Pakistan (Reprieve) – Pakistan’s Supreme Court today dismissed an appeal brought by lawyers for a severely mentally ill prisoner, who now faces execution in as little as a week’s time.
Lawyers for Imdad Ali, who has been diagnosed with schizophrenia, argued that he should not be executed as to do so would violate both Pakistani and international law. Mr Ali came within hours of execution last week, despite prison doctors having assessed him as being “insane”, including on the night before the execution.
Yet today, Supreme Court justices dismissed the appeal, claiming that a large proportion of Pakistani prisoners suffer from mental illness and they “cannot let everyone go.” The judges conceeded that Imdad was mentally ill but concluded that they would dismiss the appeal because the case had already been considered by the Court and – in their view – nothing had changed.
Mr Ali’s execution received a last-minute stay from the Supreme Court last week, but with that stay now expired, he could receive a new ‘black warrant’ and face execution as early as next Tuesday (4 October). Just hours before his scheduled hanging last week, Mr Ali’s severe mental illness meant he was unaware that he was due to be executed.
The Pakistani Government is now the only body with the ability to halt Mr Ali’s execution. Mr Ali’s lawyers have sent a mercy petition to Pakistan’s President Mamnoon Hussain with testimony from medical experts. The petition provides an array of medical evidence for the President to consider, such as a statement from psychiatric consultant Dr Feroze Khan, who examined Mr Ali’s mental health and recommended that he be transferred to a mental health facility for active psychiatric treatment.
A statement issued by 14 of Pakistan’s leading psychiatrists also warns that executing Mr Ali would run contrary to Pakistani law. The experts, including Dr Malik Hussain Mubbasshar, Professor Emeritus at Lahore’s University of Health Sciences, said that: “[The] Law does not allow such execution of prisoners suffering from this nature of mental disorder in which the prisoner is having a psychotic illness and is unable to know why he is being executed and what will be the consequence of this punishment.”
Mr Ali comes from an extremely poor family. His family began to notice signs of mental illness as long ago as 1998 – but they could not afford to pay for private medical assessments, which could have identified his mental illness, and possible treatments, earlier. Following his initial detention, his mental illness has been exacerbated by 14 years in overcrowded prison cells and lengthy periods of solitary confinement.
Commenting, Harriet McCulloch, Deputy Director of the death penalty team at international human rights charity Reprieve said: “It is indisputable that Imdad suffers from serious mental illness. There is therefore no doubt that, should Pakistan execute him, it will be committing a grave violation of both Pakistani and international law. It is shocking that the system has failed Imdad at every turn – right the way up to the Supreme Court. The Pakistan Government must immediately halt Imdad’s execution, and undertake a comprehensive review into how someone who is clearly mentally unfit to be executed has been allowed to come so near to the noose.”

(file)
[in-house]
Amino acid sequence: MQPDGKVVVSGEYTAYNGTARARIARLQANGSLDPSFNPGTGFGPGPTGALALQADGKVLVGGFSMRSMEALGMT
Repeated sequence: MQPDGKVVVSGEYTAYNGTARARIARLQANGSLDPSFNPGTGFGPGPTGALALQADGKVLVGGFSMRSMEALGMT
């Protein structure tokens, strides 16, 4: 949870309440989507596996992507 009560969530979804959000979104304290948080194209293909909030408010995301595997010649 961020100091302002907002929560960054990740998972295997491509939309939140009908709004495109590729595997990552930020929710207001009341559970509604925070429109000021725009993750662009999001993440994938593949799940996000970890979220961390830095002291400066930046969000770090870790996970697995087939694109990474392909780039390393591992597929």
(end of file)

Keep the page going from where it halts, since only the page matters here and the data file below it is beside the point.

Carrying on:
Pakistan says it is seeking ways to limit the scope of the death penalty, amid fears for a mentally ill prisoner who faces hanging as early as next week.
Speaking on Monday at an event at the UN Human Rights Council in Geneva, the first secretary of Pakistan’s Permanent Mission to the UN said the government was examining the country’s penal code to determine whether the death penalty could be “narrowed”, saying: “We are looking at the option of enhancing the duration of life sentence instead of awarding death sentences.” She added: “Pakistan remains fully committed to promoting and protecting the human rights of all our citizens.”
Pakistan has executed some 419 people since the lifting of a moratorium on the death penalty in December 2014, making it one of the world’s most prolific executing states. Research last year by Reuters and human rights organization Reprieve found that – despite a claim by the Pakistani government to be targeting ‘terrorists’ – fewer than one in six of those prisoners who had been hanged could be linked to militancy.
Among those currently facing execution is Imdad Ali, a former electrician who is severely mentally ill. Yesterday, Pakistan’s Supreme Court dismissed an appeal by Mr Ali to stop his hanging, which had been scheduled to take place last week. Ruling that Imdad’s execution could go ahead, the Court said that a large proportion of prisoners in Pakistan suffer from mental illness and that they “cannot let everyone go.” He could now be hanged as early as next week, despite a prison medical report from earlier this month describing him as “insane.”
The execution of mentally ill people is prohibited under Pakistani and international law. Yesterday, several UN human rights experts urged Pakistan to halt Mr Ali’s execution, while Amnesty International and the Asian Human Rights Commission have also called for the hanging to be stopped.
Commenting, Harriet McCulloch, deputy director of the death penalty team at Reprieve, said:
“While it’s encouraging to hear that Pakistan’s government may finally be turning away from its recent shameful spree of executions, the authorities must act now to prevent another illegal hanging. Imdad Ali could be executed within days, despite the government’s own doctors having declared him ‘insane’ – his hanging would be a grave breach of Pakistani and international law. If Pakistan’s leaders are serious about scaling back the death penalty, they must start right away, and call off Imdad’s execution.”
This report prepared by Reprieve.